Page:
“China is in a unique position to demonstrate and deploy negative carbon emissions for a few reasons,” Peng said. “Sixty to 70 percent of power generation still comes from coal in China, so it would be incredibly challenging to tell China they need to stop using coal immediately. With this technology, China can use coal and biomass simultaneously, but gradually over time, transition to more biomass and less coal, which will provide a smoother transition into more environmentally-friendly electricity generation.”
Peng said there are still several challenges to overcome with this technology. Logistically, researchers have to figure out plausible locations suitable to deploy these plants since they require both coal and crop residue biomass to perform. Additionally, current electricity market and carbon pricing in China do not provide the economic incentives to favor base-load, low-carbon electricity generated from CBECCS because electricity prices are not managed through real-time pricing and day-ahead markets like the U.S. The team hopes that once the markets catch up, this issue will resolve itself.
“Negative emissions technologies are important, and they're also understudied,” Peng said. “When you look at The Intergovernmental Panel on Climate Change report, you'll see that in order to achieve 1.5 degrees, we almost definitely need negative emission technology by mid-century, and that's not too far away.”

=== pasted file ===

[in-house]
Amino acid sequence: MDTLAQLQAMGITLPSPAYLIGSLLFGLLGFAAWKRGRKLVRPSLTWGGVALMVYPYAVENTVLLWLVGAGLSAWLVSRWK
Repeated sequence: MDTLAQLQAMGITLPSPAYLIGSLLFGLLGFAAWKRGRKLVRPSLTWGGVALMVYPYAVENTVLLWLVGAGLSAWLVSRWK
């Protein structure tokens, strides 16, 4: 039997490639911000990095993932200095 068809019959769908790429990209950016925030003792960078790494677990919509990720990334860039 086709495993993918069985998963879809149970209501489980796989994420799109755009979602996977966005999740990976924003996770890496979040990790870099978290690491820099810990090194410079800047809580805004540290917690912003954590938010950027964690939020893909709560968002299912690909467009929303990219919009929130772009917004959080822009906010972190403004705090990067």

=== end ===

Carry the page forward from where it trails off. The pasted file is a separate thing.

Peng’s next steps include follow-up analyses in China as well as working with colleagues to better understand the role of negative-emissions technology in the U.S. to achieve decarbonization goals.
This work, published in April in Proceedings of the National Academy of Sciences, was supported by the National Key R&D Program, National Natural Science Foundation of China, State Environmental Protection Key Laboratory of Sources and Control of Air Pollution Complex, Collaborative Innovation Centre for Regional Environmental Quality, State Key Joint Laboratory of Environment Simulation and Pollution Control, and Volvo Group in a research project of the Research Center for Green Economy and Sustainable Development, Tsinghua University, and by a grant from the Harvard Global Institute.
Additional researchers included Xi Lu, School of Environment, Tsinghua University; Liang Cao, School of Environment, Tsinghua University and School of Chemical Engineering, The University of Queensland; Haikun Wang, School of the Environment, Nanjing University; Jia Xing, School of Environment, Tsinghua University; Shuxiao Wang, School of Environment, Tsinghua University; Siyi Cai; School of Environment, Tsinghua University; Bo Shen, Lawrence Berkeley National Laboratory; Qing Yang, Department of New Energy, Science and Engineering and School of Energy and Power Engineering, Huazhong University of Science and Technology, John A. Paulson School of Engineering and Applied Sciences, Harvard University; Chris P. Nielseni, John A. Paulson School of Engineering and Applied Sciences, Harvard University; and Michael B. McElroy, John A. Paulson School of Engineering and Applied Sciences and Department of Earth and Planetary Sciences, Harvard University.